10: For thou hast forgotten thy Saviour, thy God,
Nor the rock of thy strength hast remembered;
'Tis this that hath led thee fine gardens to plant,
And to set the strange vine-slips within them.
11: In the day thou didst plant, thou didst put up a fence,
With the morn made thy sowing to blossom;
But the harvest shall be a heap piled up,
In the day of sad grief and dread sorrow.
In the reminders of the past, seen in verse 9, the future may be seen, for the same cause brings out the same consequence. But what was that cause? They had simply forgotten who it was to whom they owed everything, and in place of following the faith of their fathers they had devised a plan that was in their esteem as beautiful as a garden filled with choice plants. Aye, but these were "strange plants," as their policies were foreign to that principle of faith in God that resulted in their fathers' victories. It is true that all looked favorable at first. Like the garden, they have hedged it about, and for a time all has apparently gone well. It is but a deceptive prosperity. The wind may blow softly just outside Fair Havens, and they may suppose that they have gained their purpose, but Euroclydon is not far off, and the end of all policies that leave God out was, is, and ever will be "grief and dread sorrow."
12: Woe to the roaring of nationsa mass,*
Like the roaring of seas is their roaring!
Woe to the surging of peoples that surge
Like the surging of ocean's vast waters!
13: The peoples may surge as the surging of seas,
He rebukes, and lo, they are far off:
Are chased by the gale as the chaff of the hills,
Like the whirling of dust 'fore the whirlwind.
14: As evening shades fall, lo, the terror is great,
But when morning dawns, lo, they are not!
Of them that would spoil us, this is the doom:
The fate of all who would rob us.
It is a grand picture of the onward sweep of a victorious army. "It spreads, and stretches out as if it would never cease to roll and surge and sweep onward in its course" (Drechsler). It would be strange, if remembering this, we did not call to mind the similar picture that our Lord drew of those same days, which are yet so much like those in which we live that he is insensible indeed who fails to heed them. There shall be, just before the end of these days, "Upon the earth, distress of nations in perplexity at the roaring of the sea, and the rolling surge" (Luke 21:25); for even now, although the great war has ended at least for a time, the nations continue in tumult, and are as a troubled sea that still tosses its waves in a restlessness that foretells a renewal of the storm. [Ed.: First published 1935.]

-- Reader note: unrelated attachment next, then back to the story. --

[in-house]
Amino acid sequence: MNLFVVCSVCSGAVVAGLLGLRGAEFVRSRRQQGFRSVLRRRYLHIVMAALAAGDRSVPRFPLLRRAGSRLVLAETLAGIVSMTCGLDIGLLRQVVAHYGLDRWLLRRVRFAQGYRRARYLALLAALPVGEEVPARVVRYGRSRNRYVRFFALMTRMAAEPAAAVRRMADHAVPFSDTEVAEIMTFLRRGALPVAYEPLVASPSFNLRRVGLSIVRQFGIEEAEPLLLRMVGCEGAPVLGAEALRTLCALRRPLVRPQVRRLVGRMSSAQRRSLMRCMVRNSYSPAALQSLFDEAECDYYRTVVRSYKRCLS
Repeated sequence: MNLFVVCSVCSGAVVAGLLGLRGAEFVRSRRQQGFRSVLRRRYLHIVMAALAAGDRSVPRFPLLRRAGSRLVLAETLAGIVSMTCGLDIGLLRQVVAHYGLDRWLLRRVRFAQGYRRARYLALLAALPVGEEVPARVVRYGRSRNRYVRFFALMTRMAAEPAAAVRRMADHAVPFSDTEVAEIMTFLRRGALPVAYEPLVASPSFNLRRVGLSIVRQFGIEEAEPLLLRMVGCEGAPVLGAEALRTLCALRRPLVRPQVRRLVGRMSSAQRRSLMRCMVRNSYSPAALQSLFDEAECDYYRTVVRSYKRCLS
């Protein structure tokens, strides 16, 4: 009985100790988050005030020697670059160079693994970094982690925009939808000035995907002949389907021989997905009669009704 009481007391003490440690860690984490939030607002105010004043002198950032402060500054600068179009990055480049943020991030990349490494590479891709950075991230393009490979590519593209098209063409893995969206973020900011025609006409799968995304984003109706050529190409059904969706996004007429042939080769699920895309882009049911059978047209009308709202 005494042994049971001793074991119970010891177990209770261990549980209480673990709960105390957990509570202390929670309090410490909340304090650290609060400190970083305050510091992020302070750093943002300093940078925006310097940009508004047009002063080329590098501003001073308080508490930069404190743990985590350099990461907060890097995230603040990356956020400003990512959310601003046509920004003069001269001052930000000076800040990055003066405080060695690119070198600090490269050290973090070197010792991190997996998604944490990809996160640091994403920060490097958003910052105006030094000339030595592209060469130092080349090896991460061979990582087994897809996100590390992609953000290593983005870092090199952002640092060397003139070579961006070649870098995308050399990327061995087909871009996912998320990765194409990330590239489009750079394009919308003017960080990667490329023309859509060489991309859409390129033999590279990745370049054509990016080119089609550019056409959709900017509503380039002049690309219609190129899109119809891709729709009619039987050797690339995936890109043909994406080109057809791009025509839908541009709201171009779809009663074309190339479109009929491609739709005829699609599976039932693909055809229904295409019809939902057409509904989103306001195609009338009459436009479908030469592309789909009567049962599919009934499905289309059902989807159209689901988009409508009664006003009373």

In the past, the Assyrian host came on; and it was thus the evening saw them encamped in enveloping folds all around the city that seemed inevitably doomed to fall. But ere the morning broke, that host had melted away, its thousands sunk in the sleep that knows no waking here, and His people were free! So again shall it be in a day yet before us. Once more the nations shall envelope a doomed city. This time it will be Jerusalem, and then dark will be the night that appears as if about to settle over poor Israel in that sole remaining remnant of the Jews. But says another prophet, "At evening time it shall be light" (Zech. 14:7). The night shall not fall, the threatening darkness shall flee before Him whose feet shall stand upon that mountain they left long ago, and Israel's everlasting light shall have broken upon her, as the sun rose upon their forefather Jacob after his time of "great tribulation" (Gen. 32:31).

Our lot is cast neither with the Assyrian of the past, nor with the Assyrian of the future, yet all these actors may be found as energetic and active as ever they were or will be. We must find "Ephraim" in that proneness of the flesh to lean on what is esteemed tangible and real. "Syria" may be discerned in the various false confidences, as, for instance, our material resources as a defence against poverty, and thus this poverty itself may well stand today as an illustration of our "Assyrian," or anything that displaces dependence on a Father's care ever shielding those whose hearts' confidence is in Him as revealed in Christ our Lord. May His grace make us so to trust.


* "The destruction of Asshur is predicted here, but not of Asshur as Asshur, but of Asshur as the imperial kingdom, which embraced a multitude of nations" (Delitzsch)that is precisely the conclusion that has been repeatedly expressed in these pages.